A front page article in today’s Washington Post highlights how free speech is on the rise. Since late July, many new groups from across the ideological spectrum have come together to independently advocate for or against candidates this election season. By vigorously talking about the issues and candidates they care about the most, these new groups have the potential to reshape the face of American politics.
This explosion of activity didn’t just happen randomly, though. Instead, it was made possible by a group called SpeechNow.org. David Keating, SpeechNow.org’s founder and president, set up the group precisely to allow individuals to do what they are now doing—joining together to speak out about candidates. Federal law prevented that, however, by making the groups PACs and restricting their fundraising. Under the law, one person could spend as much as he wanted for his own speech, but if he joined with others, they were each limited to $5,000 apiece. In essence, the law forced people to choose between their constitutional right to speak and their constitutional right to associate.
In February 2008, the Institute for Justice and the Center for Competitive Politics sued the federal government on behalf of SpeechNow.org. More than two years later, SpeechNow.org prevailed on its claim that the government could not limit the amounts individuals can give to the group to fund its independent speech. The D.C. Circuit ruled unanimously that independent speech—even speech calling for the election or defeat of candidates—does not pose a threat of corruption and thus cannot be limited. The victory benefitted not only SpeechNow.org but groups of all political stripes, which is exactly the reason so many of them have cropped up in recent months.
The Post is referring to these groups as “Super PACs,” but that’s a misnomer. PACs give money to candidates. “SpeechNow Groups” do not. They spend their own money on their own speech about candidates, which is one of the primary things the First Amendment was designed to protect. After the Citizens United decision, many people howled that corporations are not people and should not be permitted to speak. Well, SpeechNow is “people”—people joining together to exercise their First Amendment rights to speak out and to affect the course of their government. Because of David Keating and SpeechNow, a ruling that allowed corporations to spend their own money on speech has now been extended to prevent the government from restricting the ability of citizen groups—presumably the very groups that critics of Citizens United want to be able to speak—to pool their funds and amplify their voices. That’s a huge win for free speech.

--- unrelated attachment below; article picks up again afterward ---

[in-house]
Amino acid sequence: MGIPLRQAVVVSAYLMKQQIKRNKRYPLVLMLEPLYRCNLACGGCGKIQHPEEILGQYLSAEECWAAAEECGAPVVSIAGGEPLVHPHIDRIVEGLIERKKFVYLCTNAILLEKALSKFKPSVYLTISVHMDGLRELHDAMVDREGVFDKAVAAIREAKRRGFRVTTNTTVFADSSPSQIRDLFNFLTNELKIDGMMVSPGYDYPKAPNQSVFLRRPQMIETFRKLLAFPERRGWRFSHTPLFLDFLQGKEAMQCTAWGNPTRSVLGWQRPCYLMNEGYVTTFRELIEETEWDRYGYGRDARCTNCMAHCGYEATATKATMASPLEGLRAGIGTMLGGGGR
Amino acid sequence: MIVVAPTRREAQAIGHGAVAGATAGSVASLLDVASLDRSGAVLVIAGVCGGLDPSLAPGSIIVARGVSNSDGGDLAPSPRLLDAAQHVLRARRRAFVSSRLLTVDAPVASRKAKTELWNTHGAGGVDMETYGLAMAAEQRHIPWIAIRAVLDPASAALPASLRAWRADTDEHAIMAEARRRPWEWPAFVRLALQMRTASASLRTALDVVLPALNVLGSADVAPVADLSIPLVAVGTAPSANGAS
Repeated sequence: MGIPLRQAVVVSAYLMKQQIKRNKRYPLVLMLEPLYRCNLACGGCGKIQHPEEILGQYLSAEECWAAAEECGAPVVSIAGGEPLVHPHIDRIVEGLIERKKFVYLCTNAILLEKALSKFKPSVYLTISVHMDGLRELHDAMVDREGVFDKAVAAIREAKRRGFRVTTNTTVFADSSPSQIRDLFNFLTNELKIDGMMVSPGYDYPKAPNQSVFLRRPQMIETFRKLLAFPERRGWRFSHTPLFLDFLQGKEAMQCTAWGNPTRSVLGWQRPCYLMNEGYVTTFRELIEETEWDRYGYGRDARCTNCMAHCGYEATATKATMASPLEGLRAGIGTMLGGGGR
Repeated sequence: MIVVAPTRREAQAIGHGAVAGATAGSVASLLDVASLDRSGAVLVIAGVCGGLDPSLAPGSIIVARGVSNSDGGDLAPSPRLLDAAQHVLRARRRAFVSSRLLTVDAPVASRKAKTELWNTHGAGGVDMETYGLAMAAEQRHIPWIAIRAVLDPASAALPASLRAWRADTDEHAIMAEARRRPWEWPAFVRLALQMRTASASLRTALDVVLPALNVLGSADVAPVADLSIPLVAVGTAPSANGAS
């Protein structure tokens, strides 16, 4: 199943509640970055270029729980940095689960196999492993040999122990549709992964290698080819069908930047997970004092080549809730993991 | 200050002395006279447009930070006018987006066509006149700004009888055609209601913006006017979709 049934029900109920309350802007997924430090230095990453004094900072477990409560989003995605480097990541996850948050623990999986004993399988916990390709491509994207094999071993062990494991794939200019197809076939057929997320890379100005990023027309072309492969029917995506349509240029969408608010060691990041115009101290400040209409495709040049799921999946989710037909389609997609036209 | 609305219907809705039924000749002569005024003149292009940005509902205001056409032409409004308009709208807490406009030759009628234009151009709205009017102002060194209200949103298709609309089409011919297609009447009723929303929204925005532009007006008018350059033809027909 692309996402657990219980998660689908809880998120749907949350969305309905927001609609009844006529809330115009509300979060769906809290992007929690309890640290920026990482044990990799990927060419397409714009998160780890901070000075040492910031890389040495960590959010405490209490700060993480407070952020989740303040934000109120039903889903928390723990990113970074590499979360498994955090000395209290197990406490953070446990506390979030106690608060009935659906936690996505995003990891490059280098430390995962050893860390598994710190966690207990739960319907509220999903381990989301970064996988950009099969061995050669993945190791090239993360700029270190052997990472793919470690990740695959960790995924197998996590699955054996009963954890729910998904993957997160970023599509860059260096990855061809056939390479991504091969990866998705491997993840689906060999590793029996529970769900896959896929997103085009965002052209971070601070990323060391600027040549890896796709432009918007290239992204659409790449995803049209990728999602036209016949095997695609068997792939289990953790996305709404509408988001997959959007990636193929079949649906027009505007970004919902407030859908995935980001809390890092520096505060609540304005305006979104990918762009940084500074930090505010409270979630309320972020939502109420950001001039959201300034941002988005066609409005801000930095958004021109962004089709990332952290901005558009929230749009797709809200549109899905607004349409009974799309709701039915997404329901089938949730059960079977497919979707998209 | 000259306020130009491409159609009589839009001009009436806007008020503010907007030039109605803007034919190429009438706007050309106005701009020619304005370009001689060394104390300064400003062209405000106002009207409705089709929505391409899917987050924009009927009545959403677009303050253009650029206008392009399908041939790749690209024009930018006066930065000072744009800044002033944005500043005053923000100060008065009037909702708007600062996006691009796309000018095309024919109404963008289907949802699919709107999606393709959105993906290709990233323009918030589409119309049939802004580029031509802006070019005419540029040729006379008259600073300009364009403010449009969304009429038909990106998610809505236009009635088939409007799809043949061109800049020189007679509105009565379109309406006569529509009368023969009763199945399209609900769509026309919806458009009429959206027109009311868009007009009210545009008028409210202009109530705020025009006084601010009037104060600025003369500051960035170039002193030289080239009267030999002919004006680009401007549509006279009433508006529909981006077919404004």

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The President is disappointed that the DISCLOSE Act died in the Senate last week. He said, among other things, that “Wall Street, the insurance lobby, oil companies and other special interests are now one step closer to taking Congress back and returning to the days when lobbyists wrote the laws.”
Wait just a second. Surely the President isn’t suggesting that we’ve recently been in an age where lobbyists have not been writing legislation. It’s an open secret that they’ve always helped with drafting bills—including legislation that the President has championed, such as reform of the health care and financial industries. The DISCLOSE Act wouldn’t have changed this status quo in the slightest.
What it would have done instead is make it harder for the vast majority of Americans—including those of us who can’t afford to hire lobbyists—to have a real say in the political process. Unlike lobbyists, they don’t get to air their views to lawmakers on a regular basis. In order to advance the political issues they care about, people have to let their representatives know that they will be held accountable at the ballot box for the positions they have taken on those issues. Doing that requires communicating with as many voters as possible in the most effective manner possible. This can happen only if individuals are free to associate with others and pool their resources so that they will have enough money to run ads in popular media such as radio and television.
The DISCLOSE Act—by imposing new and burdensome costs on free speech—would have stifled this freedom. Indeed, some of its supporters have all but admitted as much. Because incumbent politicians don’t relish the prospect of lots of ads that hurt their reelection chances, it shouldn’t surprise us that so many of them voted for DISCLOSE. They’d rather play an insiders’ political game with lobbyists who quietly go about their work than be subject to criticism in a noisy public arena they don’t control.
Thus, the argument that the DISCLOSE Act would have decreased the power of K Street to the benefit of Main Street isn’t just disingenuous—it’s exactly backwards.
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Twelve-term U.S. Rep. Peter DeFazio (D-Ore.) was recently criticized in independent political ads funded by a group calling itself Concerned Taxpayers of America. Rep. DeFazio wanted to know who was behind the ads, and he wasn’t willing to wait until the group filed its quarterly campaign finance report in October to find out. The Washington Post reports DeFazio as wondering, “Is this a corporation? Is it one very wealthy, right-wing individual? Is it a foreign interest? Is it a drug gang?”
So Rep. DeFazio did what any reasonable incumbent politician would do in that situation—with reporters in tow, he went to the address the group had listed with the Federal Election Commission and started shouting through the mail slot until someone agreed to speak with him.
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Huffington Post reporter Sam Stein tweets that the DISCLOSE Act fell one vote short of cloture.